Direct Coombs' test (DAT, direct antiglobulin test)
The direct Coombs' (antiglobulin) reaction is used to detect the presence of immunoglobulin or complement on the red-cell membrane and to determine the specific class of immunoglobulin or complement present.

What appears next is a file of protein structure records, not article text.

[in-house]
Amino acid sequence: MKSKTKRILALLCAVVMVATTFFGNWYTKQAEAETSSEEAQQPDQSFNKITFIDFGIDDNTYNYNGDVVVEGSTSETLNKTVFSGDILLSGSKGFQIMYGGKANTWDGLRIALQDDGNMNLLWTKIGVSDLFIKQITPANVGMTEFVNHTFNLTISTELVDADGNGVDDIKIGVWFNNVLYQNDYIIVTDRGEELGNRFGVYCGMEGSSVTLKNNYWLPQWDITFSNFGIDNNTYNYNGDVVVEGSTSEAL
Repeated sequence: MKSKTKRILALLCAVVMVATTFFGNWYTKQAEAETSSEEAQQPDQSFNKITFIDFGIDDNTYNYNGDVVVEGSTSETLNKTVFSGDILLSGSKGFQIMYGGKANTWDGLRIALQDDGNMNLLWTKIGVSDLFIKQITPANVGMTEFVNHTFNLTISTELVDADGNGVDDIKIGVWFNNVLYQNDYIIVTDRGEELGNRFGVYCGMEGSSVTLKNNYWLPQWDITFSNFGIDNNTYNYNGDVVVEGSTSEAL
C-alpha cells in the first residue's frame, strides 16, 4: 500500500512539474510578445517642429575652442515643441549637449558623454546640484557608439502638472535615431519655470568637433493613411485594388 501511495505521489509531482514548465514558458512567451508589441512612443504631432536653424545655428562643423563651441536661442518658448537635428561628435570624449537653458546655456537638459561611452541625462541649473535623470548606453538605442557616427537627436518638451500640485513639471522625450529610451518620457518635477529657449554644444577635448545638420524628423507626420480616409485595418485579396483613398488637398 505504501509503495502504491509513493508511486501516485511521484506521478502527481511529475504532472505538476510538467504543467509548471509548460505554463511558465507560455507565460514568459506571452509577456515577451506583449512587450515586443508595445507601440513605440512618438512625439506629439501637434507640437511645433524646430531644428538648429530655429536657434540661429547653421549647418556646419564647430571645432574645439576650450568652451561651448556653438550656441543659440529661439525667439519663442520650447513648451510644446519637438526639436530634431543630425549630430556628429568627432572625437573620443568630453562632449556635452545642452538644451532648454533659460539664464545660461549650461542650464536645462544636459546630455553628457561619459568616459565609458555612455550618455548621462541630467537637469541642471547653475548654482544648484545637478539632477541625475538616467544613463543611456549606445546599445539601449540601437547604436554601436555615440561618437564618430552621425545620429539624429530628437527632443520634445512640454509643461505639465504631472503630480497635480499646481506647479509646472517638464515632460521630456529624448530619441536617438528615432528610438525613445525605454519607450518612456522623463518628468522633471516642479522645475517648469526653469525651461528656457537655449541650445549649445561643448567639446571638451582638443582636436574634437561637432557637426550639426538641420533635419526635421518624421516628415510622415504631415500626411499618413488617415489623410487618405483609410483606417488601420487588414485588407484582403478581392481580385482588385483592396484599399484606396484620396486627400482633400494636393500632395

For this test, red cells are washed to remove nonspecific adherent globulins. Rabbit antiserum to human gamma globulin and complement are then added to the washed cells. The rabbit antibody causes agglutination results when antibody or complement is bound to the red cell. Specific antisera to IgG or complement can be used to determine which of these substances is present on the red cell. The antibody can also be eluted from the patient's red cells and used to determine the antigenic specificity of the immunoglobulin.
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